Fisher Price Sleeper Linked to Infant Deaths, Resulting in CPSC Warning

Following nearly a dozen infant deaths associated with Fisher Price “Rock N’ Play” sleepers, federal safety officials are warning parents to stop using the product by the time a child is three months old, when they are old enough to roll-over and may face a suffocation risk in the sleeper.

The U.S. Consumer Product Safety Commission (CPSC) issued a Fisher-Price Rock’n Play warning on April 5, instructing consumers to stop placing their infants before they begin to show signs that they can roll over independently.

The warning comes after the manufacturer and CPSC officials became aware of at least 10 infant deaths with the Fisher Price sleepers, which are marketed under the “Rock’n Play” brand. According to the release, all of the fatalities occurred since 2015, and each involved infants three months or older.

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The Rock’n Play models impacted by the warning are inclined sleepers, which include restraints to prevent an infant from being able to sit up or roll over. However, when a child is not fastened properly in the restraints, the infant may turn on their side, or roll completely over and not have the proper neck strength to lift their head, creating a suffocation risk.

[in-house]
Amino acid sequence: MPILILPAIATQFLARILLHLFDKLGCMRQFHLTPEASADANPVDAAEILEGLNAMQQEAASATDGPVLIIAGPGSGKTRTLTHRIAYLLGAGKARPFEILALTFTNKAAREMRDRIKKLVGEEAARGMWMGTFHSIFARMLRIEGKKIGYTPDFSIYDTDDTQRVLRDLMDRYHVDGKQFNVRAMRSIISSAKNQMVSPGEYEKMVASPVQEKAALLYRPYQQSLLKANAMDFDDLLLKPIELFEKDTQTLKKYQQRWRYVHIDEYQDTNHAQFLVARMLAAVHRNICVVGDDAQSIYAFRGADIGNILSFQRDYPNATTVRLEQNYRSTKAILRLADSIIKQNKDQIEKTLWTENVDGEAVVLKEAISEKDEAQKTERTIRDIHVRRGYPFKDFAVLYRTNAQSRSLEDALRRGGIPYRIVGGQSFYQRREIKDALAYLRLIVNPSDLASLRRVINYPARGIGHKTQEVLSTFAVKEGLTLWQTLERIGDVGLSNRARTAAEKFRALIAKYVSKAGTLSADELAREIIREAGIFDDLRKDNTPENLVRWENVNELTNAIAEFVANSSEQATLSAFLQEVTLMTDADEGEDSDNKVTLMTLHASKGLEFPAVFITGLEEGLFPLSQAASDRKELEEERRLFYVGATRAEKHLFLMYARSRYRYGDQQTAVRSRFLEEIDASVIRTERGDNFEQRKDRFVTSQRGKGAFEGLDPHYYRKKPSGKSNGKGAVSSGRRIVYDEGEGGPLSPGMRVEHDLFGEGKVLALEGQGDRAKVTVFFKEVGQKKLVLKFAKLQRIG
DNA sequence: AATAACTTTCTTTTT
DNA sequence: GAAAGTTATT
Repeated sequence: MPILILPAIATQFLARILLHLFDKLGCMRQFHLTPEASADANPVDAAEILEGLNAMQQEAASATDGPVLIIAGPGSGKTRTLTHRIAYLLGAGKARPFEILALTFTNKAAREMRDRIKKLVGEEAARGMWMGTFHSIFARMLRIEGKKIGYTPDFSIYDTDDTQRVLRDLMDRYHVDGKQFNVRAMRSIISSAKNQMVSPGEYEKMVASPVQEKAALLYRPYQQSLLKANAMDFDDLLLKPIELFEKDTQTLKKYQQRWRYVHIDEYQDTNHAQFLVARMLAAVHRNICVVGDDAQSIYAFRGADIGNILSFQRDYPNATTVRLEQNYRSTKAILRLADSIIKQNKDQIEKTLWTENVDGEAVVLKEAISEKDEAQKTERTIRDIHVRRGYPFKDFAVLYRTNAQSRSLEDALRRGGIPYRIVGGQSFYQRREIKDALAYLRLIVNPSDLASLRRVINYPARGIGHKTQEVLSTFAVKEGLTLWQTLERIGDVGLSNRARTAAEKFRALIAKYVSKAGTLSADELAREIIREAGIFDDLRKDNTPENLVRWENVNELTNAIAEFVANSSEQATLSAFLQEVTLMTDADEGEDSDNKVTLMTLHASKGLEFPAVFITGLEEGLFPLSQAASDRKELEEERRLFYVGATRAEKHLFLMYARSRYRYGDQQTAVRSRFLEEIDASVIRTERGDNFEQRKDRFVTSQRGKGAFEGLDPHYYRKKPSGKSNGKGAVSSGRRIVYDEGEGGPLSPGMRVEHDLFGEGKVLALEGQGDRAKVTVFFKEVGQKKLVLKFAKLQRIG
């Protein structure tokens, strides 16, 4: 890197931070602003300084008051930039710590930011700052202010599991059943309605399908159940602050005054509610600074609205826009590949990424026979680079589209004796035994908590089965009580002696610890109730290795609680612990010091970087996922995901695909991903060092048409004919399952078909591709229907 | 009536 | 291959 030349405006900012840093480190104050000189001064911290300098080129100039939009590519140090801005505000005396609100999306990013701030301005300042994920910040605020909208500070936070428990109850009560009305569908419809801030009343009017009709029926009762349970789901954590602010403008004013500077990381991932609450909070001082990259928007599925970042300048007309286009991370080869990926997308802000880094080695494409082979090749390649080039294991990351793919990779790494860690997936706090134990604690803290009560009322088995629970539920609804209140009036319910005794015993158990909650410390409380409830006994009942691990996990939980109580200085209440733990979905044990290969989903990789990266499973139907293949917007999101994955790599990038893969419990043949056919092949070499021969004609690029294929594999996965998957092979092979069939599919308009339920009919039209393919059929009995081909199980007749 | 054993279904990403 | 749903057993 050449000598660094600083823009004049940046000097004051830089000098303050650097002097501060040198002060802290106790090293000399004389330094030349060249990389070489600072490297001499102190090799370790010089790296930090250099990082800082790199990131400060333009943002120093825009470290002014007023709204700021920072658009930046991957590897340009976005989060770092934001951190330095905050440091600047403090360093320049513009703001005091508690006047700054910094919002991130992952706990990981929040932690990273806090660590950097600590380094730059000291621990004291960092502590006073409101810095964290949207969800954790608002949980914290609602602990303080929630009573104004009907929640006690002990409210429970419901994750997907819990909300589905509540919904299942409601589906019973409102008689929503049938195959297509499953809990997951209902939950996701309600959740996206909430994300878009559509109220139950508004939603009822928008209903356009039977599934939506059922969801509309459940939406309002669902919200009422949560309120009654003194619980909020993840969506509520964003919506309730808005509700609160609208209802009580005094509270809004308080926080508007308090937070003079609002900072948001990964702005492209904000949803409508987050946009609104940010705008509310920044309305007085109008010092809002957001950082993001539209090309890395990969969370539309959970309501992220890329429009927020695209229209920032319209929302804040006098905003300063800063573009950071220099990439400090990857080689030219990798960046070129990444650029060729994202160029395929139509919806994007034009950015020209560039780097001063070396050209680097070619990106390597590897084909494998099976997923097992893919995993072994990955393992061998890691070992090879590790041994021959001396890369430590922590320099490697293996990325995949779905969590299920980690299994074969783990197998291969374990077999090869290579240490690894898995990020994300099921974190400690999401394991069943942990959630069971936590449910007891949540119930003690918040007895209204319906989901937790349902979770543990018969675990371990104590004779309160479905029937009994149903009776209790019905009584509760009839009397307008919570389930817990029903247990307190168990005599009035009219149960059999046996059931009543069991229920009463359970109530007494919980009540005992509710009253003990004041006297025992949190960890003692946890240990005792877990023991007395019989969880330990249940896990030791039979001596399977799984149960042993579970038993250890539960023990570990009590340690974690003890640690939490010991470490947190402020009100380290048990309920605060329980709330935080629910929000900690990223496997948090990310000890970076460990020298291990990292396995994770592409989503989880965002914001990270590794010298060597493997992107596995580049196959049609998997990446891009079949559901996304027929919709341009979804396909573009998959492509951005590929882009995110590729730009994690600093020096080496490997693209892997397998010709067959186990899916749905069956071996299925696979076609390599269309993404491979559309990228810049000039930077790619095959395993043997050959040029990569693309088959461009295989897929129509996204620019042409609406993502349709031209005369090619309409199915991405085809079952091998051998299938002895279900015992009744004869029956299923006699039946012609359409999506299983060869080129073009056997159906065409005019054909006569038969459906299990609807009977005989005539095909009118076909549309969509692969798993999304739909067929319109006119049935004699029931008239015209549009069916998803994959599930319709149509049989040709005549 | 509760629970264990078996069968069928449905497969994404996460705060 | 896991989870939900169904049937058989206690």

Fisher-Price General Manager, Chuck Scothon, issued a statement Friday stating the Rock’n Play Sleepers meet all of the mandatory and voluntary safety standards set by ASTM International and the Juvenile Products Manufacturing Association (JPMA).

Inclining infant sleepers are similar to bassinets, however they are designed to elevate the baby’s head and torso. Inclining the infant during sleep has been shown to help prevent acid-reflux or congestion.

Inclining sleepers are meant to be used for newborns and infants that are not able to roll over on their own. Parents will not know the exact moment a child gains that ability, which is why the restraints are highly recommended and the best way to prevent suffocation hazards.

In May 2018, the CPSC issued an inclining infant sleeper warning, indicating the agency had received multiple fatality reports involving babies who rolled over and suffocated because they were not properly restrained. The warning called for parents and caregivers to always use the restraints supplied with inclining bassinet-like products and always provide safe sleep environments for children and follow the manufacturer’s instructions.

According to the FDA, about 4,000 infants annually die unexpectedly during sleep from accidental suffocation, sudden infant death syndrome, or unknown causes. Many of the reported fatalities are a result of suffocation from rolling on their sides or stomach.

To reduce suffocation and accidental deaths, the American Academy of Pediatrics recommends that infants sleep on their backs positioned on a firm, empty surface, not containing any soft objects toys, pillows or loose bedding. The recommendation for new parents is to always follow the ABCs of safe sleep: Alone on the Back in a bare Crib.


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